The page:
Did you know that the U.S. Army produces a monthly “comic book” and has been doing so for more than 65 years?
And did you know that several of the artists responsible for creating the comic over the years are considered legends in the industry?
My first experience with “PS, The Preventive Maintenance Monthly” dates to 1977 while I was 8 years old and living at a military base in Schwäebisch Hall, Germany.
I loved comic books, but new issues cost money, and finding popular titles became hit-and-miss during the three years I spent as a guest of the German people. But this “graphic novel dry spell” ended during a spring break trip to visit my father at work.
Dad spent his military career either turning wrenches on various Army helicopters – or leading those who do. Growing up around those whirly-birds was an amazing experience, but the fear of me getting smashed or sliced by a spinning rotor blade usually kept me confined to the main office area.
I was stuck in that office for several hours before I started digging through the extensive technical manual library found on a large bookshelf behind his desk. These manuals were written so soldiers with varying degrees of reading skills could follow along and work on the equipment as needed.
In between a guide to replacing the transmission coupling on a CH-47 Chinook and a pamphlet explaining how to balance a rotor blade on a UH-1A Huey helicopter, I found “PS Magazine.” It was a full-color guide, about the size of an Archie Digest, and featured art by a comic artist I recognized, but couldn’t think of his name.
The comic format for PS Magazine was created in 1951 by the U.S. Army when it “enlisted” the help of a young soldier named Will Eisner to make a guide for preventative maintenance for soldiers in the field – and in the garrison environment. It used humor combined with life-like art to help the troops keep their equipment fighting-ready in a 25-65 page guide that could be taken anywhere. The going price for this artistic gem? It was free…!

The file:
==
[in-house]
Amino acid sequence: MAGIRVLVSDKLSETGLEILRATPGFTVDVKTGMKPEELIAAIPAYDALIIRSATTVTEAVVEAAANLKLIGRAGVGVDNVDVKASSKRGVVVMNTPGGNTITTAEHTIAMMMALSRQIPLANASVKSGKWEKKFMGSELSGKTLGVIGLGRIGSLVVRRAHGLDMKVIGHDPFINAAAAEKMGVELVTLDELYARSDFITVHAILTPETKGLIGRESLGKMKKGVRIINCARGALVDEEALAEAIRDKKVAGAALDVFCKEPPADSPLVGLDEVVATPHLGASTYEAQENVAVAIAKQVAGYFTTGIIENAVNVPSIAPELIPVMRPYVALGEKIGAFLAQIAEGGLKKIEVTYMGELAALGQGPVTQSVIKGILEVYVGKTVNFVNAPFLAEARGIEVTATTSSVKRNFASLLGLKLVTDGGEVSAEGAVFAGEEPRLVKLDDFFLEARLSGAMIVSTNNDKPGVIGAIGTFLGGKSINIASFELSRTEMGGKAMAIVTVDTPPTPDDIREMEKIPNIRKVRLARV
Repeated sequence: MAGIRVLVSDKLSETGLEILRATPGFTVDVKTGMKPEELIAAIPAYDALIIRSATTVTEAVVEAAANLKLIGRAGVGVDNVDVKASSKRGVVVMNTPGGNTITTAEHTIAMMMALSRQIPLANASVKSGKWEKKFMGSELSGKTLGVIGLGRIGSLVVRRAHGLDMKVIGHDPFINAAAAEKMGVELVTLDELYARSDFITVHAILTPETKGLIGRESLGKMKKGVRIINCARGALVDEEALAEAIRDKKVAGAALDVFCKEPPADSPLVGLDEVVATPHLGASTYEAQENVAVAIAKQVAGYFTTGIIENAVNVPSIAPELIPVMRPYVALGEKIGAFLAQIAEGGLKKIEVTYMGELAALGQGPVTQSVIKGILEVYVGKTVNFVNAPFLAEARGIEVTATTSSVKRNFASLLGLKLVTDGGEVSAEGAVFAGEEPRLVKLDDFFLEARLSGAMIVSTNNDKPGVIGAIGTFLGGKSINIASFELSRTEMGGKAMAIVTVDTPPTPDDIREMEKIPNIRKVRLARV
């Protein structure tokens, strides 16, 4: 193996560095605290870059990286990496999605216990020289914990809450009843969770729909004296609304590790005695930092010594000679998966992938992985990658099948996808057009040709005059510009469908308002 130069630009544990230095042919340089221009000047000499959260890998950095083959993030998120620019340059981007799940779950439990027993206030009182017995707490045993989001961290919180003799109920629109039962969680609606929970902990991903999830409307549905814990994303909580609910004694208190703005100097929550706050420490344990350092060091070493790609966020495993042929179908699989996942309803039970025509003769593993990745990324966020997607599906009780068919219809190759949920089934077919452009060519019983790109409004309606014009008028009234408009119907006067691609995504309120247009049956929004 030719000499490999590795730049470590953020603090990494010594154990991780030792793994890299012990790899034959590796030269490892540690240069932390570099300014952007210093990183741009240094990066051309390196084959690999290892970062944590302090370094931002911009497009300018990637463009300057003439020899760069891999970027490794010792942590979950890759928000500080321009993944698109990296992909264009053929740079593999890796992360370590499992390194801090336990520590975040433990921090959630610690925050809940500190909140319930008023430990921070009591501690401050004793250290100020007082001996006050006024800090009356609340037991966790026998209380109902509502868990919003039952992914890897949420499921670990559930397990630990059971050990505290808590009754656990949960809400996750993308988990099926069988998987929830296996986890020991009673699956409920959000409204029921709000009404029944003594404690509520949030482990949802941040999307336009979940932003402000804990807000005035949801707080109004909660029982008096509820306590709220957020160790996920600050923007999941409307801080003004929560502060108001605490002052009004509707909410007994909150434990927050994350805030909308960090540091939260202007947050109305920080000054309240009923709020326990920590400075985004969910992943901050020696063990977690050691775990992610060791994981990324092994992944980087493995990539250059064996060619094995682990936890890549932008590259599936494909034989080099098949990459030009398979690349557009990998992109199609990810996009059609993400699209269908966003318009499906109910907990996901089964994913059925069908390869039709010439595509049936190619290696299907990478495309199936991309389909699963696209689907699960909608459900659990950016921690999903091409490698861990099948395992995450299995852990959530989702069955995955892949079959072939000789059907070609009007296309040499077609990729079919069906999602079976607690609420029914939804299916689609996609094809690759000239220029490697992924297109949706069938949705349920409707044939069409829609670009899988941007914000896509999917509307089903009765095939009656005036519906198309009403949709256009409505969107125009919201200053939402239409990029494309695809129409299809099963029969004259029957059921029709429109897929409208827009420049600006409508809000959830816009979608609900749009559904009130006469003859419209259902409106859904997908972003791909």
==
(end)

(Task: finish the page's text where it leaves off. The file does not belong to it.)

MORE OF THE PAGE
I was simply amazed. I read through the 6-months worth of back-issues on my father’s shelf and was hungry for more. A few days later, dad brought home boxes full of PS Magazine back issues for me to enjoy. It turns out that the Army suggested that offices only keep the last 12 issues or so on hand.
Each issue came with a central theme that resonated throughout that month’s offering. The best issues are the ones that incorporated current trends from the “outside world.” The creators of the magazine also borrow heavily from pop culture, and evidence of this practice can be found in many covers including a Spider-Man issue and issues with Star Trek themes. Yes, even Commander Montgomery Scott had to perform preventative maintenance on the 1701 Enterprise…!
The art was amazing. After digesting about 200 issues of PS that next summer, I finally realized that the comic book artist who brought life to the its pages was Joe Kubert, who was responsible for two of my favorite comic books, “Haunted Tank” and “The Unknown Soldier.” Years later, while I was an editor for a military newspaper, I had a phone interview with Kubert about the time he spent on the maintenance guide for the army.
Each issue is full of anthropomorphism with M1-A1 Abrams tanks talking to an AH-1 helicopter at the motor pools with smiles on their faces if an oil change was performed correctly.
The artwork had been co-created over the years by students at his New York art school, but his influence can still be felt today – more than four years after Kubert’s death.
There is a core of characters in the magazine that have lasted – and not aged – for more than 50 years. However, hair styles, fashion and attitudes toward women and other minorities changed through the years in the U.S. military, and these updates can been seen throughout the run of the magazine.
If you want to take a peek at these gems for yourself, a nearly compete list of issues broken down by years and cover art is available at PS Magazine Archive.
There is also a free iTunes Store and Android app available to view new issues and an archive for a couple years back.
Download a few examples from each decade and imagine yourself being 8 years old and stepping into a whole new world…